Remote or Out-of-Office Work Solutions

Going mobile, or creating mobile app solutions, doesn’t necessarily mean confining the technology to your customers. You can offer just as many opportunities to your employees or your workforce.

There are plenty of mobile and remote app solutions that can help you achieve such a thing. If and when you do, this opens up so many doors for your employees.

Consider developing an in-house app or tool system that taps into your business network remotely. Employees can sign-in from anywhere — including their homes — and work as needed.

Mobile Support Improves Productivity and Experiences for All

Whether you offer mobile support for your employees or your customers, it’s sure to improve both productivity and experience for everyone. It improves the experience because people can tap into important tasks, content and tools from anywhere using just a mobile device.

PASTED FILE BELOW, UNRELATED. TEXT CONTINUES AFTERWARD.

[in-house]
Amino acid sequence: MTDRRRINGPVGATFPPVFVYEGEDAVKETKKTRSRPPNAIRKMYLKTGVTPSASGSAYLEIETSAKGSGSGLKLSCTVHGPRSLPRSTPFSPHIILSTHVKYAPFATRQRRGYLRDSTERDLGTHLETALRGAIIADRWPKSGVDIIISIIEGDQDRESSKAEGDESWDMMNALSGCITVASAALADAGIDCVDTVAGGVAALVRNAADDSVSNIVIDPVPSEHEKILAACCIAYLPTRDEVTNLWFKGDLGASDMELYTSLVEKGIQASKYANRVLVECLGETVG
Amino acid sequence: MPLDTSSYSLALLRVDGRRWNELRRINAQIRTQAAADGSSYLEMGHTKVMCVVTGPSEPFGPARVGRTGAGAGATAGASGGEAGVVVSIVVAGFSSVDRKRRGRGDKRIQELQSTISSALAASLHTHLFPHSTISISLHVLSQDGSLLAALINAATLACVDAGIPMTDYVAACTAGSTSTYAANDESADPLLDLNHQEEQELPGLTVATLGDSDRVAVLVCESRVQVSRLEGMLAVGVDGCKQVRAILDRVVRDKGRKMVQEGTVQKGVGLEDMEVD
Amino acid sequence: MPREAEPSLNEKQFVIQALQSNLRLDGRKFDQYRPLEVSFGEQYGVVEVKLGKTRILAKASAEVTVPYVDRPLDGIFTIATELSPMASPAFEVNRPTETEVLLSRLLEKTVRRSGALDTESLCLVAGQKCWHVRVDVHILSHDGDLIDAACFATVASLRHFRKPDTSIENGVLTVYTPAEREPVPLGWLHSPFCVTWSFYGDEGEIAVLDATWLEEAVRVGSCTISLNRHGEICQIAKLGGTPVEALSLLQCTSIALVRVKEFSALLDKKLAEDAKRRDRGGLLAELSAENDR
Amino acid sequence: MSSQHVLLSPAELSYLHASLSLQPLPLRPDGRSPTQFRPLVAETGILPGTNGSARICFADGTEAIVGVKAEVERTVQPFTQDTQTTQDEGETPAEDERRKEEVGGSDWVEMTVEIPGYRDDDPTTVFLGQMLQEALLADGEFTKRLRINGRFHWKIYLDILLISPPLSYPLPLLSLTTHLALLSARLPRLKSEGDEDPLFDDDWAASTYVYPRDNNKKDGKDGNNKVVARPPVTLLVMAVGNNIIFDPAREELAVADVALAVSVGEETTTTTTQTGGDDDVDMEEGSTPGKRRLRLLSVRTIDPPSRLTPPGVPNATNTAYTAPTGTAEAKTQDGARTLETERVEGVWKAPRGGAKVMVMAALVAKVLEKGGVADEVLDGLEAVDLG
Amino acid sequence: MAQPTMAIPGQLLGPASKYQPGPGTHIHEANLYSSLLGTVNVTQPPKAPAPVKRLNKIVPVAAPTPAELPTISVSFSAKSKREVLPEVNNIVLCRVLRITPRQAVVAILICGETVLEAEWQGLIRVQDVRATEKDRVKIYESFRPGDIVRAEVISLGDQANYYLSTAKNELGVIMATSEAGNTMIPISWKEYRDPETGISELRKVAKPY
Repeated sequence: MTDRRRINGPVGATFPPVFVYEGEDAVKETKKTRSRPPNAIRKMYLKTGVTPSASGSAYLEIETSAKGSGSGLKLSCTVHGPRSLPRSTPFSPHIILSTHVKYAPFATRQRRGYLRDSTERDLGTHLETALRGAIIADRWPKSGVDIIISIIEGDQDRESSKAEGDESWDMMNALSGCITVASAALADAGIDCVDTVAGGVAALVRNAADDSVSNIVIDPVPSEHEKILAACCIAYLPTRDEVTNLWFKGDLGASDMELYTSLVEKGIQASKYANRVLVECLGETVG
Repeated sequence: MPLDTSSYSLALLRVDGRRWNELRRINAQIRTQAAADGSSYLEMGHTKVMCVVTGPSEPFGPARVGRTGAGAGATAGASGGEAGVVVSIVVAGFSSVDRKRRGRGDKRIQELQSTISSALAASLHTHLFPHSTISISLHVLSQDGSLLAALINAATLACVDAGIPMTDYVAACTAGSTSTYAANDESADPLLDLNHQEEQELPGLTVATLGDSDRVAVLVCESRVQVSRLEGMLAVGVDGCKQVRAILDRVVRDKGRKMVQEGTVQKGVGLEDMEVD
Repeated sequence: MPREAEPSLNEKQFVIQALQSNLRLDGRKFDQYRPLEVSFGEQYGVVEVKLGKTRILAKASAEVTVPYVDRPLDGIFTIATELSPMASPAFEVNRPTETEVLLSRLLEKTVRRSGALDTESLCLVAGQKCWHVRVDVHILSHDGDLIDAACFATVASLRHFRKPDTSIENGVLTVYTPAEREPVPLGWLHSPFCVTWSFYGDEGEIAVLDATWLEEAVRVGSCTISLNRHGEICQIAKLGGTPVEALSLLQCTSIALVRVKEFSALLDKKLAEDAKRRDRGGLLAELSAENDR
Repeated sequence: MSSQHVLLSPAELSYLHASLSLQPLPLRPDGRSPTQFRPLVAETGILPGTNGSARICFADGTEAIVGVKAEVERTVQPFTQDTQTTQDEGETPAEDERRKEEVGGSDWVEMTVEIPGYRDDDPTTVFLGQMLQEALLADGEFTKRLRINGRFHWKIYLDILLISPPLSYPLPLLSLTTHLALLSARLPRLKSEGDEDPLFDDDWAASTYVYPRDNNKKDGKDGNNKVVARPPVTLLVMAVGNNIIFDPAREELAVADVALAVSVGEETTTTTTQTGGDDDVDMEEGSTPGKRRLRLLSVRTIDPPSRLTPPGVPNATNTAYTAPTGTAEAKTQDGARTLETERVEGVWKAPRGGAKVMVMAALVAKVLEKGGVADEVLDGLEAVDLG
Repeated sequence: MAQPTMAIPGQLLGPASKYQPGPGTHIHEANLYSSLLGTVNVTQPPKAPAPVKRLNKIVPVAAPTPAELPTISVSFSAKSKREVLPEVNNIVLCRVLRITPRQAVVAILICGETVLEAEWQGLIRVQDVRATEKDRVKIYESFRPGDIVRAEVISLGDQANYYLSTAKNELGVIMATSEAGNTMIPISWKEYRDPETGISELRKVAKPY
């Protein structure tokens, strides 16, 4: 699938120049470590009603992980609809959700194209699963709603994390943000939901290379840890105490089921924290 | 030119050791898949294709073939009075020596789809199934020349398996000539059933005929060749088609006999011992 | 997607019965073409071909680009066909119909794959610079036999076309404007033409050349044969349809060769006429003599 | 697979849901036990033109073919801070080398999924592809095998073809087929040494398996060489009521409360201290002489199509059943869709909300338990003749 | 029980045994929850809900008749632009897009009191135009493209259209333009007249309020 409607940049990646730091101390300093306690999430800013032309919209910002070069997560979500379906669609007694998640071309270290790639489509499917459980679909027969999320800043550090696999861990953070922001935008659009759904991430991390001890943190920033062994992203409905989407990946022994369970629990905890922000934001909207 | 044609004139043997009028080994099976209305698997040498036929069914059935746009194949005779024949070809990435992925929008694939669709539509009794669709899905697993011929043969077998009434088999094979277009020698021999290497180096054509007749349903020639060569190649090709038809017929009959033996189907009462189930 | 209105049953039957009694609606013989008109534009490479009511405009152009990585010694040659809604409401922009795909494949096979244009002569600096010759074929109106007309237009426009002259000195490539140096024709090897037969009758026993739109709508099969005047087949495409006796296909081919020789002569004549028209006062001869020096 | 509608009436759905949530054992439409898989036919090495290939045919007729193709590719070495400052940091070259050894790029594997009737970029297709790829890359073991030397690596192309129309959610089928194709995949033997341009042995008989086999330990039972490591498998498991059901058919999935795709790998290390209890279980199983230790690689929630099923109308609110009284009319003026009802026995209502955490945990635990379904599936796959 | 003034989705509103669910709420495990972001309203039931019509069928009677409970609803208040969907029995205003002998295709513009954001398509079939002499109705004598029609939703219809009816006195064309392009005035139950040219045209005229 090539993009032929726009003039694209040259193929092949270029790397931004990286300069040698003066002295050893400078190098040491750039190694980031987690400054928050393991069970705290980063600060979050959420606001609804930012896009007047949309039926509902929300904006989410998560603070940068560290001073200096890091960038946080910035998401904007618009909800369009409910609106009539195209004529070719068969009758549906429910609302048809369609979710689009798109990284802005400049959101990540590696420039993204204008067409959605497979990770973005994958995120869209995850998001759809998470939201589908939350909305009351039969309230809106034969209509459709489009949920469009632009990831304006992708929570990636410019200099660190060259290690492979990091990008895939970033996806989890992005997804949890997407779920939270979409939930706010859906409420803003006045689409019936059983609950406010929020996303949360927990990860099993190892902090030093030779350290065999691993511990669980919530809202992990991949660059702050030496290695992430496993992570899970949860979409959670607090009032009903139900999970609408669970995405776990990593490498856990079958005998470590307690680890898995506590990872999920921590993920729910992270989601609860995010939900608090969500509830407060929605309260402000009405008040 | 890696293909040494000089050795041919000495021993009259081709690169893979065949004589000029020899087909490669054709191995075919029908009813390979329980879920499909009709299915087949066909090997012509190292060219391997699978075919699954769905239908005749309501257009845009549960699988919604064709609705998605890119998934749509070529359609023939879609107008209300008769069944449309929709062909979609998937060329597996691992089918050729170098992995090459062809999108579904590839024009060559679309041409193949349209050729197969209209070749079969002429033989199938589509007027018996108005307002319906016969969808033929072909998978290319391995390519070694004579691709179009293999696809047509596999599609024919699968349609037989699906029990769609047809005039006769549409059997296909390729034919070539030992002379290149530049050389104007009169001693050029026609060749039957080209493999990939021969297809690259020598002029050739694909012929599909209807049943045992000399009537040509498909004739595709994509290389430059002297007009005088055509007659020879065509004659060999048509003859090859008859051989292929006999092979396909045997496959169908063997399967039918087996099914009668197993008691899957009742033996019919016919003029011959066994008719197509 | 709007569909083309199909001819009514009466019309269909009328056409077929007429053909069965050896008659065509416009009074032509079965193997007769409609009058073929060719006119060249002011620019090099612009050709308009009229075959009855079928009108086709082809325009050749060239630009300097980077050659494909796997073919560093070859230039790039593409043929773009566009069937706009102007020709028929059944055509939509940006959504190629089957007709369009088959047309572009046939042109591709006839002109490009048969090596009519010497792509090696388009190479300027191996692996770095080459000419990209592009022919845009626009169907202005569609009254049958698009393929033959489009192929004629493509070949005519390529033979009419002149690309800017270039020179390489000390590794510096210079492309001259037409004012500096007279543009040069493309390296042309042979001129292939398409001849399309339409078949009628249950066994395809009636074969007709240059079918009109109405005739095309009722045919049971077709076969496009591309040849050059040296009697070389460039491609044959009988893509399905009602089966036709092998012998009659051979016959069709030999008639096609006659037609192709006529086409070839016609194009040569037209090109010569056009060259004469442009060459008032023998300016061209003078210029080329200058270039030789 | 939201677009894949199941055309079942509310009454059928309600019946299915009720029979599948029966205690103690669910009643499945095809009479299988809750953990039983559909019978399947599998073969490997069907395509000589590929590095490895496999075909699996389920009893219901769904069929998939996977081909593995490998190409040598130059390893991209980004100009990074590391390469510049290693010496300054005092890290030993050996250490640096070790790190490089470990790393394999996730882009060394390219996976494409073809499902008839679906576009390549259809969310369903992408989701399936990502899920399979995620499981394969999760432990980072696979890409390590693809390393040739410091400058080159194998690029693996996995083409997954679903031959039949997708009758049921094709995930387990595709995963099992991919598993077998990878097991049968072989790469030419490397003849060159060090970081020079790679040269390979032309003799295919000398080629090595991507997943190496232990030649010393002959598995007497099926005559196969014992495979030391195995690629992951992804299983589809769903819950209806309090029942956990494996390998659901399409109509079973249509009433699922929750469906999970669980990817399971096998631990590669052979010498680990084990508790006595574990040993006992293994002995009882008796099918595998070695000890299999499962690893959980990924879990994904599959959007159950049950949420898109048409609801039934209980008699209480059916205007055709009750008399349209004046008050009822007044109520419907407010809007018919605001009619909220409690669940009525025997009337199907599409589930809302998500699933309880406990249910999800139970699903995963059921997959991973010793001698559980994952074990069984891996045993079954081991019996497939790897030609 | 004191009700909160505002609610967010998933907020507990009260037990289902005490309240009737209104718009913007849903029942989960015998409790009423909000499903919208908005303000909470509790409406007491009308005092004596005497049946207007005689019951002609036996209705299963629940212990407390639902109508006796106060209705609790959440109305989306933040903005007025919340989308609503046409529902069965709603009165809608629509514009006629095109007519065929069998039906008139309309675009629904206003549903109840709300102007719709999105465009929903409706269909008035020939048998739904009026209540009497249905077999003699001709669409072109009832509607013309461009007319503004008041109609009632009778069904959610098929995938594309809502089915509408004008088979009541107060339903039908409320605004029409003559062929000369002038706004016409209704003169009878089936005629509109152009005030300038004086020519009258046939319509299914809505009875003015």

It improves productivity because it allows people, customers and employees alike, to get things done even while they’re away from your brick-and-mortar stores.

Imagine an app that allows customers to file a return or product repair claim from their mobile device. Consider the option to place orders or buy products and services through an online storefront. Or, maybe you want to allow your employees to file for time off from a mobile app?